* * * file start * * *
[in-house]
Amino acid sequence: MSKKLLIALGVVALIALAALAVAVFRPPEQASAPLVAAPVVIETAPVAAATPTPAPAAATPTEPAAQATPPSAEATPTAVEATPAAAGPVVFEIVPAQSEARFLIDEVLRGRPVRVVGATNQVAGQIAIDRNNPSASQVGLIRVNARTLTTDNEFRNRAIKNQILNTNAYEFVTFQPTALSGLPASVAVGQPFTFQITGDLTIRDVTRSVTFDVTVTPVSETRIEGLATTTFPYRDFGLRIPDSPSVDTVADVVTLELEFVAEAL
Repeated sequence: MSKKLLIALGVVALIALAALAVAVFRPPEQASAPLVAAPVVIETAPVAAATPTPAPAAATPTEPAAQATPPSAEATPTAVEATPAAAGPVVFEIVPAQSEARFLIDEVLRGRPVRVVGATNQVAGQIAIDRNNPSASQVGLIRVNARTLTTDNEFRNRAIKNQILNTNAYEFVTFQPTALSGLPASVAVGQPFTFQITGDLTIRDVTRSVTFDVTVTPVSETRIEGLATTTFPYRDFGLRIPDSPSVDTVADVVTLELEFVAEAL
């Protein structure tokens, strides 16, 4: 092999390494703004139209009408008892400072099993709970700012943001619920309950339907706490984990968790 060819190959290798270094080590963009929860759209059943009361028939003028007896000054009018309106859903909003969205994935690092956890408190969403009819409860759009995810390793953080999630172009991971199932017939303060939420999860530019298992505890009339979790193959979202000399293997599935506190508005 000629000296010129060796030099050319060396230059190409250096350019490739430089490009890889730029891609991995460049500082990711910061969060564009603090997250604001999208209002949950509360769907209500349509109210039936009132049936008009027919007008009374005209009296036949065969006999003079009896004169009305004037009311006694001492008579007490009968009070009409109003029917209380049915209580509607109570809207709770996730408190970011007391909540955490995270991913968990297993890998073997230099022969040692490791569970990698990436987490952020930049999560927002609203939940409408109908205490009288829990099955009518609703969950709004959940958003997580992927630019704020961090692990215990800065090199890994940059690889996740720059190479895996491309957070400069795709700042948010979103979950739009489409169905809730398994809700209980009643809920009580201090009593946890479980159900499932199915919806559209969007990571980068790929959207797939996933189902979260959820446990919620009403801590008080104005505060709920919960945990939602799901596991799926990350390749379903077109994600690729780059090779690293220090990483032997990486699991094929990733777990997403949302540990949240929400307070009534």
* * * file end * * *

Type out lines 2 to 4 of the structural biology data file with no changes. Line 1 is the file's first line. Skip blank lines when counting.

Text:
Amino acid sequence: MSKKLLIALGVVALIALAALAVAVFRPPEQASAPLVAAPVVIETAPVAAATPTPAPAAATPTEPAAQATPPSAEATPTAVEATPAAAGPVVFEIVPAQSEARFLIDEVLRGRPVRVVGATNQVAGQIAIDRNNPSASQVGLIRVNARTLTTDNEFRNRAIKNQILNTNAYEFVTFQPTALSGLPASVAVGQPFTFQITGDLTIRDVTRSVTFDVTVTPVSETRIEGLATTTFPYRDFGLRIPDSPSVDTVADVVTLELEFVAEAL
Repeated sequence: MSKKLLIALGVVALIALAALAVAVFRPPEQASAPLVAAPVVIETAPVAAATPTPAPAAATPTEPAAQATPPSAEATPTAVEATPAAAGPVVFEIVPAQSEARFLIDEVLRGRPVRVVGATNQVAGQIAIDRNNPSASQVGLIRVNARTLTTDNEFRNRAIKNQILNTNAYEFVTFQPTALSGLPASVAVGQPFTFQITGDLTIRDVTRSVTFDVTVTPVSETRIEGLATTTFPYRDFGLRIPDSPSVDTVADVVTLELEFVAEAL
């Protein structure tokens, strides 16, 4: 092999390494703004139209009408008892400072099993709970700012943001619920309950339907706490984990968790 060819190959290798270094080590963009929860759209059943009361028939003028007896000054009018309106859903909003969205994935690092956890408190969403009819409860759009995810390793953080999630172009991971199932017939303060939420999860530019298992505890009339979790193959979202000399293997599935506190508005 000629000296010129060796030099050319060396230059190409250096350019490739430089490009890889730029891609991995460049500082990711910061969060564009603090997250604001999208209002949950509360769907209500349509109210039936009132049936008009027919007008009374005209009296036949065969006999003079009896004169009305004037009311006694001492008579007490009968009070009409109003029917209380049915209580509607109570809207709770996730408190970011007391909540955490995270991913968990297993890998073997230099022969040692490791569970990698990436987490952020930049999560927002609203939940409408109908205490009288829990099955009518609703969950709004959940958003997580992927630019704020961090692990215990800065090199890994940059690889996740720059190479895996491309957070400069795709700042948010979103979950739009489409169905809730398994809700209980009643809920009580201090009593946890479980159900499932199915919806559209969007990571980068790929959207797939996933189902979260959820446990919620009403801590008080104005505060709920919960945990939602799901596991799926990350390749379903077109994600690729780059090779690293220090990483032997990486699991094929990733777990997403949302540990949240929400307070009534």